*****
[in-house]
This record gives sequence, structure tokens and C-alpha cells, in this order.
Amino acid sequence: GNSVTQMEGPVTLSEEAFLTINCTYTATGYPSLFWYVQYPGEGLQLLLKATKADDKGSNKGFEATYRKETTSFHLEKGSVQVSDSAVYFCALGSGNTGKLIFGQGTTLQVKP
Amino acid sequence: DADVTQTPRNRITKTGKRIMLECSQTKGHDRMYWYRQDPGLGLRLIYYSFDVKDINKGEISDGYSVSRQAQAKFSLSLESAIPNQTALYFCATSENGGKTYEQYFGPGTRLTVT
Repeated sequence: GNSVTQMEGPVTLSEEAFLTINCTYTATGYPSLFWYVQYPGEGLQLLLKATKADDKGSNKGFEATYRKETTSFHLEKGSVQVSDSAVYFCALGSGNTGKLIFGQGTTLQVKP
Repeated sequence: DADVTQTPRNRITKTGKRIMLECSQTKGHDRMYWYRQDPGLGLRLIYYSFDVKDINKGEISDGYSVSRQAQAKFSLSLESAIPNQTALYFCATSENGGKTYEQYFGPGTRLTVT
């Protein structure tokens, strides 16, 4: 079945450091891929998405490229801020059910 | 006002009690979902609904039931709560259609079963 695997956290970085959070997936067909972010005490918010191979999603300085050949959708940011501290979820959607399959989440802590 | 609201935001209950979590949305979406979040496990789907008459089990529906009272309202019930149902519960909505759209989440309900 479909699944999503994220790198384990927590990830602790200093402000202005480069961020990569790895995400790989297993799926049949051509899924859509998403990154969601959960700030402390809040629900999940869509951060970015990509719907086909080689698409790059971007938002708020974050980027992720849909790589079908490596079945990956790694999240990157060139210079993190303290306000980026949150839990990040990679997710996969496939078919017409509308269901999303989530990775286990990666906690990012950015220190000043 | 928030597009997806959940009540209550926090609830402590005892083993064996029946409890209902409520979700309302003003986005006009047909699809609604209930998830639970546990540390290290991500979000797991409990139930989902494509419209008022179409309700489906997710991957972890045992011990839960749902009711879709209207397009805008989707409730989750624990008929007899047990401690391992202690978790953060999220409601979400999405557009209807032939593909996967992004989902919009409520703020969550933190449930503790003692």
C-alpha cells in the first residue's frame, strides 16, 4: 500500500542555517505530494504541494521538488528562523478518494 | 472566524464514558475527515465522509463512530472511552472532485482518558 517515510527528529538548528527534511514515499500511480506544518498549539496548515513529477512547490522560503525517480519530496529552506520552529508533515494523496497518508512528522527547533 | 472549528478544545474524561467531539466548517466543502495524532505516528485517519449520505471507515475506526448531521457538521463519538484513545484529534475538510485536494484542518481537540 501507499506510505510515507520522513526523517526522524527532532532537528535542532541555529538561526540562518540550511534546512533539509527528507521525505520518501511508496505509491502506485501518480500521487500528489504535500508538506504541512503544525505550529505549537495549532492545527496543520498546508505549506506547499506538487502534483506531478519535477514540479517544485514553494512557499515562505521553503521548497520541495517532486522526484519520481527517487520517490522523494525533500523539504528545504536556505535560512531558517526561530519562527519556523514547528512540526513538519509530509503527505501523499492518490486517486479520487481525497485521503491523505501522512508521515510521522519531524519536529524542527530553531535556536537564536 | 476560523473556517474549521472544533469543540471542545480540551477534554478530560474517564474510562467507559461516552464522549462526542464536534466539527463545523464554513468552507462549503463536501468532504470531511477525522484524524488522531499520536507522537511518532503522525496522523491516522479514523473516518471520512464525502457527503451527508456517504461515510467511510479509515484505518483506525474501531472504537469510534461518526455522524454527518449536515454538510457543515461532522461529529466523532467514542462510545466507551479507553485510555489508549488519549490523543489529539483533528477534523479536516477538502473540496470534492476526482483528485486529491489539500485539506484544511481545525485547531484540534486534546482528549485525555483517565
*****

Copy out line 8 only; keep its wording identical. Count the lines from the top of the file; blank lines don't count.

C-alpha cells in the first residue's frame, strides 16, 4: 500500500542555517505530494504541494521538488528562523478518494 | 472566524464514558475527515465522509463512530472511552472532485482518558 517515510527528529538548528527534511514515499500511480506544518498549539496548515513529477512547490522560503525517480519530496529552506520552529508533515494523496497518508512528522527547533 | 472549528478544545474524561467531539466548517466543502495524532505516528485517519449520505471507515475506526448531521457538521463519538484513545484529534475538510485536494484542518481537540 501507499506510505510515507520522513526523517526522524527532532532537528535542532541555529538561526540562518540550511534546512533539509527528507521525505520518501511508496505509491502506485501518480500521487500528489504535500508538506504541512503544525505550529505549537495549532492545527496543520498546508505549506506547499506538487502534483506531478519535477514540479517544485514553494512557499515562505521553503521548497520541495517532486522526484519520481527517487520517490522523494525533500523539504528545504536556505535560512531558517526561530519562527519556523514547528512540526513538519509530509503527505501523499492518490486517486479520487481525497485521503491523505501522512508521515510521522519531524519536529524542527530553531535556536537564536 | 476560523473556517474549521472544533469543540471542545480540551477534554478530560474517564474510562467507559461516552464522549462526542464536534466539527463545523464554513468552507462549503463536501468532504470531511477525522484524524488522531499520536507522537511518532503522525496522523491516522479514523473516518471520512464525502457527503451527508456517504461515510467511510479509515484505518483506525474501531472504537469510534461518526455522524454527518449536515454538510457543515461532522461529529466523532467514542462510545466507551479507553485510555489508549488519549490523543489529539483533528477534523479536516477538502473540496470534492476526482483528485486529491489539500485539506484544511481545525485547531484540534486534546482528549485525555483517565